While initially the power correlations feels a bit tongue-in-cheek, the characters newfound abilities really help progress their individual storylines while giving a natural sense of reality when the characters explore their enhanced dexterity. In many aspects, No Ordinary family represents what the typical person would attempt if he/she were to receive superpowers.
Like any great superhero story, the intrigue comes from not only the abilities of each character, but also their weaknesses. As fans of Heroes have previously witnessed, over-powered characters (Sylar) can be entertaining at first, but eventually those weighted personalities become stale as it is almost impossible to provide the rich character development that viewers now look for.
With that, we soon find out that Jim Powell is nowhere near as strong, or as invincible, as he originally thought. Sure, he can lift 11,000lbs and jump a quarter of a mile in any direction, but after the humble police sketch artist begins moonlighting as real-life superhero, the truth sets in as a shot to the back of the head forces him to call for help. As for Stephanie, while she can run at 485 miles per hour, doing so burns up a lot of calories. So, in a sense, she has to continuously nourish herself or else the use of her powers will quickly kill her. No weaknesses have been revealed to the powers of the kids, yet.
Refreshingly, the members of the newly dubbed “no ordinary family” don’t shield their abilities from those around them. While they’re far from “shouting from the rooftops,” they do confide in select members of their inner circle (as anyone would do) in an attempt to better understand the true extent of their power. Jim has his best friend, who ultimately builds him a secret lair (with wi-fi) and Stephanie has her assistant who, while provide accurate calculations of her speed, can also help in the discovery of why this is happening to them.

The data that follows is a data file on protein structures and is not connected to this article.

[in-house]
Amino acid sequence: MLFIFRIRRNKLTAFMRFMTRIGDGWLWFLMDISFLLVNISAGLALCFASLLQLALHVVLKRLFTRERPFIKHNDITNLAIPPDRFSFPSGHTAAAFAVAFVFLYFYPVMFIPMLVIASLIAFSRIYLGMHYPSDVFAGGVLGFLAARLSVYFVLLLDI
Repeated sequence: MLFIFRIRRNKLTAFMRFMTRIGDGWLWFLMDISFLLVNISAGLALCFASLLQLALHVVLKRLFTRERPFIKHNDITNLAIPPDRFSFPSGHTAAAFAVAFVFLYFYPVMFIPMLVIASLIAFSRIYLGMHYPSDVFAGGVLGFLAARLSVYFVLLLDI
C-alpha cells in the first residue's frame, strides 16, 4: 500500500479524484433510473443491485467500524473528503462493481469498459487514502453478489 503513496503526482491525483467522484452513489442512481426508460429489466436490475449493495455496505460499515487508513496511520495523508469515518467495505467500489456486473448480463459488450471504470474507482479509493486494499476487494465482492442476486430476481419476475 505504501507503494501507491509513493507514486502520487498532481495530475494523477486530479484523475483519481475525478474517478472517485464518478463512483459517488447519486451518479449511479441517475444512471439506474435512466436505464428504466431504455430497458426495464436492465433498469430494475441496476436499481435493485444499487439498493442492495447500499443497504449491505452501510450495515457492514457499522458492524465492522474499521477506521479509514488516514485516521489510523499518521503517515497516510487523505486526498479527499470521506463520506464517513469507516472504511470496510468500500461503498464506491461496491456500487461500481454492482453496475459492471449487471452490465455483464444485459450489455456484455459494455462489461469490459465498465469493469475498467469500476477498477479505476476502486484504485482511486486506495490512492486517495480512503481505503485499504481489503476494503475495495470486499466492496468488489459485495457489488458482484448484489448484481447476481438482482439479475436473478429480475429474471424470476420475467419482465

As with any superhero series, there’s always a twist – an antagonist, per se. In that, we find out the Powell’s aren’t the only ones with abilities. It’s not like Heroes though, where everyone has superpowers, but we are briefly introduced to a new character who has the abilities of Nightcrawler from the X-Men. While his appearance is unfortunately brief, he does serve to enlighten Jim that “something is going on.”
In the original pilot for this series, the episode ends soon after, but upon watching the finished, final air version, it appears that they tacked on an “interesting” sub-plot. As the episode comes to a close, we find out that the Nightcrawler-esque character works for Stephanie’s boss, Dr. Dayton King. On some level, I understand that they’re attempting to hook viewers and keep them tuning in, but this final scene feels cheap and the “amazing revelation” is completely convoluted.
In a sense, many aspects of No Ordinary Family can be considered convoluted, but they don’t take away from the core elements of the series. Sure, Stephanie Powell being a high-level scientist is a bit “on-the-nose” as the family gains superpowers, but it’s only an element of the series. Although, with the newly introduced ending and subplot, I’m not sure if I feel as strongly for No Ordinary Family as I once did.
With an extremely talented cast, entertaining story-arc and realistic character development, No Ordinary Family and ABC accomplished what NBC and Heroes haven’t been able to do for the past 3 years – produce an entertaining superhero drama that will have viewers tuning in week-after-week. Although, with the newlyfound ending and sub-plot, I’m not sure if that intrigue will last.
No Ordinary Family airs Tuesday’s @8pm, on ABC